I keep waiting for Madonna to have her James Frey moment. Some Jewish Web site like Jewlicious.com will be searching for a photo of Madonna in her Zohar whites at the Kabbalah Center and won’t be able to find it. Upon further investigation, it will be revealed that Madonna isn’t a member of the Center, she’s just on its mailing list, and that she doesn’t regularly meet with rabbis, though she did have a conversation with one once at a shabbas dinner at Demi and Ashton’s. Esther, it will turn out, isn’t her Hebrew name but the alias she uses at hotels. And though it’s true she no longer does concerts on Friday nights, that’s only because none of her new Jewish fans who do keep the Sabbath would buy tickets to those shows.
There will be podcast apologias available for download from iTunes and debates in Hollywood over whether or not it’s still appropriate for her to star in a remake of Yentl. She’ll have to go on Jon Stewart, not Oprah, and in her defense, she’ll say, “Why do you think I named the new album Confessions on a Dancefloor? Did anyone believe I was really a virgin back in the ’80s?”
No such luck. Madonna’s memory of her recent Jewish past is still intact, though she’s been coy when it comes to “Isaac,” a silky flush of chill-room exotica that’s become known as her “Kabbalah song.” When Confessions was released last November, the song got her into hot water with a few rabbis who believed she had written a club hit for Isaac Luria, one of the most revered 16th-century Jewish mystics. “Jewish law forbids the use of the name of the holy rabbi for profit,” Rabbi Rafael Cohen said in his best Pat Roberston imitation. “Her act is just simply unacceptable, and I can only sympathize for her because of the punishment that she is going to receive from the heavens.”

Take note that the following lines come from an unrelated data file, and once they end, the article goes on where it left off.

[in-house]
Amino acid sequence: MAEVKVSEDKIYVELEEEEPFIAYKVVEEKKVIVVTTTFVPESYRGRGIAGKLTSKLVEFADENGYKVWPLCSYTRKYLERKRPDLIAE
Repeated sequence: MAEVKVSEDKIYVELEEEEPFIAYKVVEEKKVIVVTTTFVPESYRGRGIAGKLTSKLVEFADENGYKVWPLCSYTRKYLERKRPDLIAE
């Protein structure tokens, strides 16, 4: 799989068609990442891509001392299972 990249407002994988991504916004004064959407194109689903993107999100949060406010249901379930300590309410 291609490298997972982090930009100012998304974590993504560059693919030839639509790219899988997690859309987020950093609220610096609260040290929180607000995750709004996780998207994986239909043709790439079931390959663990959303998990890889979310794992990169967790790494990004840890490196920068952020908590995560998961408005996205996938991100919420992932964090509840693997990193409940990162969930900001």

Madonna fired back by admitting she didn’t know enough about Luria to write a song for him. She did know enough about the other Isaac — Abraham’s son, the one who was almost sacrificed in a divine game of chicken in one of the most debated passages of Genesis — to have originally given the song a title better suited to a Torah study session than a TRL countdown, “The Binding of Isaac.” Compared with other “binding of Isaac” songs — Leonard Cohen’s “Song of Isaac,” Bob Dylan’s “Highway 61 Revisited,” or even Steve Reich’s churning “The Binding of Isaac” — Madonna’s is pretty tame, though more celebratory in its Jewishness. Between Hebrew chants from London rabbi Yitzhak Sinwani, she runs through some vague prayerisms — broken spirits, open gates — and then nods to the Genesis tale with an empathetic vision of Isaac “staring up into the heavens in this hell that binds your hands.”
The point, though, is not which Isaac Madonna is singing about but that she’s singing about an Isaac to begin with. Do we really want our pop stars to be God brokers, torch bearers of Testaments, Old or New? When Bono showed up at President Bush’s National Prayer Breakfast a few weeks ago, he sure seemed to think so. He stooped to God talk when he pleaded with 3M to remove policy restrictions that keep poor countries from accessing necessary medical supplies. “God will not accept that,” he said. “Mine won’t. Will yours?”
Madonna shouldn’t be singled out for her mystical awakening into the cult of the red bracelet when Bono is busy debating religious relativism with the president of the United States. But the fact that you can hear her Jewphilia on a pop station and then flip to alt-rock radio and hear Lubavitch Hasidism’s first Billboard-charting superstar, Matisyahu, demanding “Mosiach now!” on his “King Without a Crown” begs a larger question: how has Judaism become the new Christianity?
On “Roots in Stereo,” a duet between Matisyahu and Christian rap-rockers P.O.D. on the metal band’s latest Atlantic release, Testify, there doesn’t seem to be any difference between the two religions. In the song’s spliffy rude-boy blur where we’re all “the blood of God’s veins,” Jewish redemption and Christian redemption turn out to be the same thing after all.
Not that anyone seems to be listening too closely to what Matisyahu — once a Phish-following burnout named Matthew Miller who traded in his white-boy dreads for ultra-Orthodox Judaism — has been singing about. (Or for that matter, whether he’s even been on key.) He’s a Hasid on the mike! A black hat down for the boom bip! Just check the come-one-come-all circus-freak headlines: “Rebbe Rudeboy,” “Where Peter Tosh Meets Mazel Tov,” and of course, Stuff’s call to “check his circumcised rhymes.”